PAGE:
With its glazed facade and boxy steel-frame, this Berkshire home evokes the Californian sensibilities of the Case Study housing experiments.
British architects Peter Foggo and David Thomas designed the property – one of just three of its kind – in the 1960s, taking cues from the Modernist ideals expressed in the works of Richard Neutra and Charles and Ray Eames.
Like its Californian cousins, the Holyport property ‘floats’ above the ground on stilts. Granite steps lead up from the garden into the property’s red cedar-clad hallway.
The house’s current owner bought the 2,323 sq ft property in 2009. He set about sensitively restoring and improving its energy rating by upgrading the large glazed panes while retaining the architects’ original 60:40 ratio of glass to wall.
With no load-bearing internal walls, the house can be reconfigured easily, and is currently divided into ‘zones’.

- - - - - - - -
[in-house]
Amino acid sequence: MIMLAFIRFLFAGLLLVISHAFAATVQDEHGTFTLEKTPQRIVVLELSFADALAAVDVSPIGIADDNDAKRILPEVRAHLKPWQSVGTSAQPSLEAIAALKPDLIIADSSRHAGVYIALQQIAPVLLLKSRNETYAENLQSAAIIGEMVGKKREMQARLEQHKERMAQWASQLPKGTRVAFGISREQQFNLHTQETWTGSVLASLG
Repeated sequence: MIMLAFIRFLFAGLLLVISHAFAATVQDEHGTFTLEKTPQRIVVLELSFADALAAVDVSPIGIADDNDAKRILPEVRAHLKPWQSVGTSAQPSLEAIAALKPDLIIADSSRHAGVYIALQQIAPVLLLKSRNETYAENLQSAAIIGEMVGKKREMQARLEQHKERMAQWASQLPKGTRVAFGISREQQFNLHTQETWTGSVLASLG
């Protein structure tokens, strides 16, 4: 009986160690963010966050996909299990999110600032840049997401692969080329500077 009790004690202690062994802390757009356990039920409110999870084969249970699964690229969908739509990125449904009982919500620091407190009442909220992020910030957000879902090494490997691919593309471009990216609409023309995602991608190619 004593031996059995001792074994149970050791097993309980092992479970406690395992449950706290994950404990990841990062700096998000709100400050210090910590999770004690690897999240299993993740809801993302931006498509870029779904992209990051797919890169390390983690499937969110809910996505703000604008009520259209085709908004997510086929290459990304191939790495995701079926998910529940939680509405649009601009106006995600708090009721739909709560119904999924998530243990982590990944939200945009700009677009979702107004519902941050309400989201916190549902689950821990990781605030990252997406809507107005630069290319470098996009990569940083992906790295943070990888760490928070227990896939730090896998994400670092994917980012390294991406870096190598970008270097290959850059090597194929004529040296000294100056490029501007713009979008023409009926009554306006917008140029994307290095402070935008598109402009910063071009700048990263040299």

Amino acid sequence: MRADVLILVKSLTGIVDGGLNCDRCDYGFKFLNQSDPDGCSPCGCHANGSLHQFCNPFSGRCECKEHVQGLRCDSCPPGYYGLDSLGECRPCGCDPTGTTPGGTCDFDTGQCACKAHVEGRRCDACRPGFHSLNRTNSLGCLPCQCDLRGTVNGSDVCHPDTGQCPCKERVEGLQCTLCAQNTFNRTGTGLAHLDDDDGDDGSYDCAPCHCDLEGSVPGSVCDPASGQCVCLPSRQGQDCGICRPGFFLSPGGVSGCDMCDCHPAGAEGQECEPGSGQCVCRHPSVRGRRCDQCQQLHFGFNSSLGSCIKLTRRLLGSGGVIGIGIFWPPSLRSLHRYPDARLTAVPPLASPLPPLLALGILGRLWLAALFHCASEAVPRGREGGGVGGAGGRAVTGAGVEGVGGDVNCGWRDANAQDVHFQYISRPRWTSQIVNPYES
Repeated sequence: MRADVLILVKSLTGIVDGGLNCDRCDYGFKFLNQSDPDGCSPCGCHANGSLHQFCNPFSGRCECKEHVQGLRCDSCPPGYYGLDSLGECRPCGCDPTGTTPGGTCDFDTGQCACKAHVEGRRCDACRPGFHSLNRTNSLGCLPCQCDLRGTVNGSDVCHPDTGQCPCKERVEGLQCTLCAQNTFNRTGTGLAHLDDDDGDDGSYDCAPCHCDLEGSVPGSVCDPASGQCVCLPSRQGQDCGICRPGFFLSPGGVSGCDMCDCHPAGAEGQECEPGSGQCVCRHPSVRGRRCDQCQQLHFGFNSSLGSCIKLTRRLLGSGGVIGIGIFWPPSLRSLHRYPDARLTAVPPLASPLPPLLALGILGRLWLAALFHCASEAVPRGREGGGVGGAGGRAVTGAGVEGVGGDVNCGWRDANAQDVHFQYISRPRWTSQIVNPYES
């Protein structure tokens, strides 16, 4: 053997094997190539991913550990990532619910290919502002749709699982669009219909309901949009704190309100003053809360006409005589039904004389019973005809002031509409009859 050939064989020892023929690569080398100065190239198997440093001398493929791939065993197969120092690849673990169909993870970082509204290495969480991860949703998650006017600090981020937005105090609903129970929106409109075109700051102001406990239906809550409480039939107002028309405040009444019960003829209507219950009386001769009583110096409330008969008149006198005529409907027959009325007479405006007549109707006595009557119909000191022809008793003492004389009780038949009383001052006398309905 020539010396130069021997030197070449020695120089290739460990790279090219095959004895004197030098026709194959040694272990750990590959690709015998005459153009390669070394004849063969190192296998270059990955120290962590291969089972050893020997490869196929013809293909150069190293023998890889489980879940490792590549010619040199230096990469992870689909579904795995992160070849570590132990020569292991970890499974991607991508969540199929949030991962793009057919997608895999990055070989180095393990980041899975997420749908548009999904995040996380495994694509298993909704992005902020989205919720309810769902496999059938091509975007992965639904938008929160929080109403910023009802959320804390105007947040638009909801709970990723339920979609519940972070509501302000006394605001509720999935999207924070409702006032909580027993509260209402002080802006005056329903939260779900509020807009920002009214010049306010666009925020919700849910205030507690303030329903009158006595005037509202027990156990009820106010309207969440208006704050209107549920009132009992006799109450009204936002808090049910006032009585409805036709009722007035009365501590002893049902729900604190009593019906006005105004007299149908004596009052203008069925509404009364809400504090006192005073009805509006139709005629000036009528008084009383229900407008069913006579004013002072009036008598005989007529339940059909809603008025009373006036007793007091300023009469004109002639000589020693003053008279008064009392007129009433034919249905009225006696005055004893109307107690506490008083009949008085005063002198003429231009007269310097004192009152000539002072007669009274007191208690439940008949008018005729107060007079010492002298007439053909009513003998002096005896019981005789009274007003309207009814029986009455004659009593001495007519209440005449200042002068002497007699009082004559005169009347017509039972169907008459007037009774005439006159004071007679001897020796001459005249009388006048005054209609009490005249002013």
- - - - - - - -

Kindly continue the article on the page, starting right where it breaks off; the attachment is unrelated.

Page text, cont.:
Three double bedrooms fill the left wing of the property, while the right wing is an open-plan living room space that flows the full-length of the house and offers views over the garden on three sides.
The ‘eating zone’ is to the rear, where an open-plan kitchen and dining room opens out onto the garden.
A minimal material palette has been used across the house: steel beams are offset with plastered walls and warm maple floorboards, while red cedar and linoleum provides a dose of colour.
One of the most recent additions to the property is a free-standing 450 sq m garden studio/workshop, constructed in 2013. The studio was built to residential standards and could be turned into a self-contained garden flat.